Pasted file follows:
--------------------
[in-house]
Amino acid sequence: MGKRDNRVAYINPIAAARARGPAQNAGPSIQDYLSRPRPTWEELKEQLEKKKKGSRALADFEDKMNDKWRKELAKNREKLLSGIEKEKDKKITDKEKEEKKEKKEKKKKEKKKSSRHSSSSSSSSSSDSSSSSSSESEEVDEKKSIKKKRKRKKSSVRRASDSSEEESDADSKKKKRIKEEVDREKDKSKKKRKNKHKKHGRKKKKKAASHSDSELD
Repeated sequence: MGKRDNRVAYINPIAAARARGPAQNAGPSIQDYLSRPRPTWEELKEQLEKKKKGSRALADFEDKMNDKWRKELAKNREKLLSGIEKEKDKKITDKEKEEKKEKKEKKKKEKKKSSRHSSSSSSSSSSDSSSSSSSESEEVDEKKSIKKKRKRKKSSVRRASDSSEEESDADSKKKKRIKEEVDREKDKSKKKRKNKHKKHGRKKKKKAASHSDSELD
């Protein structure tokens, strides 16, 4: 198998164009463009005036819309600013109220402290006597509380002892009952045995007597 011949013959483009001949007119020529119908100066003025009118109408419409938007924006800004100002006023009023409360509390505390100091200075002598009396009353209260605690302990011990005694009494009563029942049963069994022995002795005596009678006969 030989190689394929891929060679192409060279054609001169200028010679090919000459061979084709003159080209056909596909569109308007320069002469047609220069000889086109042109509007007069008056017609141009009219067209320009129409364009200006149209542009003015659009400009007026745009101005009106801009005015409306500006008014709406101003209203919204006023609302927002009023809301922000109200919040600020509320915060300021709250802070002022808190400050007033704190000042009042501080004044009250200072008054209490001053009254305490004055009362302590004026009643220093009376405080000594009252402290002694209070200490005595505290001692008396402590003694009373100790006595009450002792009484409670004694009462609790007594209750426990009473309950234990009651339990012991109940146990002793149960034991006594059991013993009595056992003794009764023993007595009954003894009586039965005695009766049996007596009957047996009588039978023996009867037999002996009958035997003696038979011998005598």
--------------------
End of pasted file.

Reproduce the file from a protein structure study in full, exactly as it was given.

[in-house]
Amino acid sequence: MGKRDNRVAYINPIAAARARGPAQNAGPSIQDYLSRPRPTWEELKEQLEKKKKGSRALADFEDKMNDKWRKELAKNREKLLSGIEKEKDKKITDKEKEEKKEKKEKKKKEKKKSSRHSSSSSSSSSSDSSSSSSSESEEVDEKKSIKKKRKRKKSSVRRASDSSEEESDADSKKKKRIKEEVDREKDKSKKKRKNKHKKHGRKKKKKAASHSDSELD
Repeated sequence: MGKRDNRVAYINPIAAARARGPAQNAGPSIQDYLSRPRPTWEELKEQLEKKKKGSRALADFEDKMNDKWRKELAKNREKLLSGIEKEKDKKITDKEKEEKKEKKEKKKKEKKKSSRHSSSSSSSSSSDSSSSSSSESEEVDEKKSIKKKRKRKKSSVRRASDSSEEESDADSKKKKRIKEEVDREKDKSKKKRKNKHKKHGRKKKKKAASHSDSELD
């Protein structure tokens, strides 16, 4: 198998164009463009005036819309600013109220402290006597509380002892009952045995007597 011949013959483009001949007119020529119908100066003025009118109408419409938007924006800004100002006023009023409360509390505390100091200075002598009396009353209260605690302990011990005694009494009563029942049963069994022995002795005596009678006969 030989190689394929891929060679192409060279054609001169200028010679090919000459061979084709003159080209056909596909569109308007320069002469047609220069000889086109042109509007007069008056017609141009009219067209320009129409364009200006149209542009003015659009400009007026745009101005009106801009005015409306500006008014709406101003209203919204006023609302927002009023809301922000109200919040600020509320915060300021709250802070002022808190400050007033704190000042009042501080004044009250200072008054209490001053009254305490004055009362302590004026009643220093009376405080000594009252402290002694209070200490005595505290001692008396402590003694009373100790006595009450002792009484409670004694009462609790007594209750426990009473309950234990009651339990012991109940146990002793149960034991006594059991013993009595056992003794009764023993007595009954003894009586039965005695009766049996007596009957047996009588039978023996009867037999002996009958035997003696038979011998005598």